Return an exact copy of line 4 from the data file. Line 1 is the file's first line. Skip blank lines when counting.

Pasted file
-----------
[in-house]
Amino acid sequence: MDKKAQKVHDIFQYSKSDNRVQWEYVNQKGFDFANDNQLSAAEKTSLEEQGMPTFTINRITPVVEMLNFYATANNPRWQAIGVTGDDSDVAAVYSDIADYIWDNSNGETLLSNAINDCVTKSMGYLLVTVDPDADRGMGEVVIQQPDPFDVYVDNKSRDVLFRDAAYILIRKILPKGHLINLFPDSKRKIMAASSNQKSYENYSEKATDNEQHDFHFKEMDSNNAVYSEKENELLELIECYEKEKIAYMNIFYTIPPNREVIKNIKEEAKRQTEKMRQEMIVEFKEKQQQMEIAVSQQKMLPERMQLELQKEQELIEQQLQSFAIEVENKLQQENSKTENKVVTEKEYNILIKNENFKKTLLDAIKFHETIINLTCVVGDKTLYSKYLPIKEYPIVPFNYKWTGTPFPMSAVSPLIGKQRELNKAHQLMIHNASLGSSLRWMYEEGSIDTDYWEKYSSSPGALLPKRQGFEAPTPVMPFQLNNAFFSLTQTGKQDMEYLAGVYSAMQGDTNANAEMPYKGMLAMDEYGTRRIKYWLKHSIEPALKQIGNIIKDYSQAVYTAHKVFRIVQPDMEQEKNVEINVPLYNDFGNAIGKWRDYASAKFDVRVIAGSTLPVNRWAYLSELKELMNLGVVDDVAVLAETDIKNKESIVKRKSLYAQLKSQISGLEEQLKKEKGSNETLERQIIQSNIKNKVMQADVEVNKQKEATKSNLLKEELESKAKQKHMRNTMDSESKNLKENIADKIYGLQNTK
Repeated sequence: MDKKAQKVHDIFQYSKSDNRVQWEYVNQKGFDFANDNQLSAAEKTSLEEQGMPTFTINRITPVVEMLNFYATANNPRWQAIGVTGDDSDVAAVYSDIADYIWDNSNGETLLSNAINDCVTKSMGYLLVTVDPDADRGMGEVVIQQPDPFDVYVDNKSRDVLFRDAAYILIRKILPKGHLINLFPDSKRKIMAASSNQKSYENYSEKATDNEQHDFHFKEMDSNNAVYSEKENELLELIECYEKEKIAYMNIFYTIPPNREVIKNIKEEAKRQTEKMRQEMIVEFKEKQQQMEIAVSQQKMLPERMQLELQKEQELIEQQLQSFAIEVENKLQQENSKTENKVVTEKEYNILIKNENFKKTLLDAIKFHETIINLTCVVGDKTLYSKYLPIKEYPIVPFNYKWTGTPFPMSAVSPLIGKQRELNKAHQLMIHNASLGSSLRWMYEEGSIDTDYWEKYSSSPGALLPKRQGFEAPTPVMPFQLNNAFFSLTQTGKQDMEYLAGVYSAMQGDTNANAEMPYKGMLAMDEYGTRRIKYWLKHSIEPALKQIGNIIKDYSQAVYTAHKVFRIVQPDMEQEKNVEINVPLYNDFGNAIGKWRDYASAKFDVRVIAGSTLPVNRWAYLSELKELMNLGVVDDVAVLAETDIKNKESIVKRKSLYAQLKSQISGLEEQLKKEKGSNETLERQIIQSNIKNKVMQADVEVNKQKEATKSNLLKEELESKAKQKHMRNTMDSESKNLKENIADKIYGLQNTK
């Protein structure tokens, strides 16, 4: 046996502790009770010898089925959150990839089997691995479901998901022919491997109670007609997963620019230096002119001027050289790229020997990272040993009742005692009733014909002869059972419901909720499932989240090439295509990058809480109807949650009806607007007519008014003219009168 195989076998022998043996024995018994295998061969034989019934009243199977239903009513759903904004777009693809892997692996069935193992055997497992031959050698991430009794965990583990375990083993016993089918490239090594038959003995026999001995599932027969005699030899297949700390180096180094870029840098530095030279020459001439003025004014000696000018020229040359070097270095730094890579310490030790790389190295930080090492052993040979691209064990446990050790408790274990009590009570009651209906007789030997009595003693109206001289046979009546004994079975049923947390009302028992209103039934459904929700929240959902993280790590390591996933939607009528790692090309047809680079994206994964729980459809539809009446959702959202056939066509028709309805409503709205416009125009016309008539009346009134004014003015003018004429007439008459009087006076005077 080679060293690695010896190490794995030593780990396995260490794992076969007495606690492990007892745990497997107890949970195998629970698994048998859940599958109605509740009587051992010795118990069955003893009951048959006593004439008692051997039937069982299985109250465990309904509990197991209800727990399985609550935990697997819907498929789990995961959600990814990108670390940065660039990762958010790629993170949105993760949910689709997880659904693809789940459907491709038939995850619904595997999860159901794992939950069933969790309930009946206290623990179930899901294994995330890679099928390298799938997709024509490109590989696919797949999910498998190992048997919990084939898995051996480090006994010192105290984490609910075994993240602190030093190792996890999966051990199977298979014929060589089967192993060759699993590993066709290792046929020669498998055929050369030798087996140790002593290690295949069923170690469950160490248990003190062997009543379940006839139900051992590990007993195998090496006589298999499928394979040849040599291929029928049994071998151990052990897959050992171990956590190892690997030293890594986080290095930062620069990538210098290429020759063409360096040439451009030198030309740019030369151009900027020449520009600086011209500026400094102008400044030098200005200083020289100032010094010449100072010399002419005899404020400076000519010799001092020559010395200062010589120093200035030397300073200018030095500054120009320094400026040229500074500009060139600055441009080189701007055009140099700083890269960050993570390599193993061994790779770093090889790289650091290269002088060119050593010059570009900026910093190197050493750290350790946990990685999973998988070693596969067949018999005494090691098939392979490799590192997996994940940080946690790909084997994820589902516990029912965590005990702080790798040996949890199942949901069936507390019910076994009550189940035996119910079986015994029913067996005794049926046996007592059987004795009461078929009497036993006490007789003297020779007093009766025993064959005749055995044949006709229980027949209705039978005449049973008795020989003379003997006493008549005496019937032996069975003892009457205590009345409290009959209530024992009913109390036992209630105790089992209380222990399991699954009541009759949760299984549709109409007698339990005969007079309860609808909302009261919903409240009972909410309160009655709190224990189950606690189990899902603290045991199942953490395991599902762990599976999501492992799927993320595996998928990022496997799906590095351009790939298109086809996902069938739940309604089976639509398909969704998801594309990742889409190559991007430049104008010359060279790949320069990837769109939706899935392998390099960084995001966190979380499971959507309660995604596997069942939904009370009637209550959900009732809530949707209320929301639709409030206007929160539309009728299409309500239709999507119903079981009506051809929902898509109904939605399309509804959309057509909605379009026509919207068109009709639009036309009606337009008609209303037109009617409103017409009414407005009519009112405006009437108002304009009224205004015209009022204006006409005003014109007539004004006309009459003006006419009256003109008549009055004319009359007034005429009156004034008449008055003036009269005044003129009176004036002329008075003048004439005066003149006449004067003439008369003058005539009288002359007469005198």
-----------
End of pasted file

């Protein structure tokens, strides 16, 4: 046996502790009770010898089925959150990839089997691995479901998901022919491997109670007609997963620019230096002119001027050289790229020997990272040993009742005692009733014909002869059972419901909720499932989240090439295509990058809480109807949650009806607007007519008014003219009168 195989076998022998043996024995018994295998061969034989019934009243199977239903009513759903904004777009693809892997692996069935193992055997497992031959050698991430009794965990583990375990083993016993089918490239090594038959003995026999001995599932027969005699030899297949700390180096180094870029840098530095030279020459001439003025004014000696000018020229040359070097270095730094890579310490030790790389190295930080090492052993040979691209064990446990050790408790274990009590009570009651209906007789030997009595003693109206001289046979009546004994079975049923947390009302028992209103039934459904929700929240959902993280790590390591996933939607009528790692090309047809680079994206994964729980459809539809009446959702959202056939066509028709309805409503709205416009125009016309008539009346009134004014003015003018004429007439008459009087006076005077 080679060293690695010896190490794995030593780990396995260490794992076969007495606690492990007892745990497997107890949970195998629970698994048998859940599958109605509740009587051992010795118990069955003893009951048959006593004439008692051997039937069982299985109250465990309904509990197991209800727990399985609550935990697997819907498929789990995961959600990814990108670390940065660039990762958010790629993170949105993760949910689709997880659904693809789940459907491709038939995850619904595997999860159901794992939950069933969790309930009946206290623990179930899901294994995330890679099928390298799938997709024509490109590989696919797949999910498998190992048997919990084939898995051996480090006994010192105290984490609910075994993240602190030093190792996890999966051990199977298979014929060589089967192993060759699993590993066709290792046929020669498998055929050369030798087996140790002593290690295949069923170690469950160490248990003190062997009543379940006839139900051992590990007993195998090496006589298999499928394979040849040599291929029928049994071998151990052990897959050992171990956590190892690997030293890594986080290095930062620069990538210098290429020759063409360096040439451009030198030309740019030369151009900027020449520009600086011209500026400094102008400044030098200005200083020289100032010094010449100072010399002419005899404020400076000519010799001092020559010395200062010589120093200035030397300073200018030095500054120009320094400026040229500074500009060139600055441009080189701007055009140099700083890269960050993570390599193993061994790779770093090889790289650091290269002088060119050593010059570009900026910093190197050493750290350790946990990685999973998988070693596969067949018999005494090691098939392979490799590192997996994940940080946690790909084997994820589902516990029912965590005990702080790798040996949890199942949901069936507390019910076994009550189940035996119910079986015994029913067996005794049926046996007592059987004795009461078929009497036993006490007789003297020779007093009766025993064959005749055995044949006709229980027949209705039978005449049973008795020989003379003997006493008549005496019937032996069975003892009457205590009345409290009959209530024992009913109390036992209630105790089992209380222990399991699954009541009759949760299984549709109409007698339990005969007079309860609808909302009261919903409240009972909410309160009655709190224990189950606690189990899902603290045991199942953490395991599902762990599976999501492992799927993320595996998928990022496997799906590095351009790939298109086809996902069938739940309604089976639509398909969704998801594309990742889409190559991007430049104008010359060279790949320069990837769109939706899935392998390099960084995001966190979380499971959507309660995604596997069942939904009370009637209550959900009732809530949707209320929301639709409030206007929160539309009728299409309500239709999507119903079981009506051809929902898509109904939605399309509804959309057509909605379009026509919207068109009709639009036309009606337009008609209303037109009617409103017409009414407005009519009112405006009437108002304009009224205004015209009022204006006409005003014109007539004004006309009459003006006419009256003109008549009055004319009359007034005429009156004034008449008055003036009269005044003129009176004036002329008075003048004439005066003149006449004067003439008369003058005539009288002359007469005198």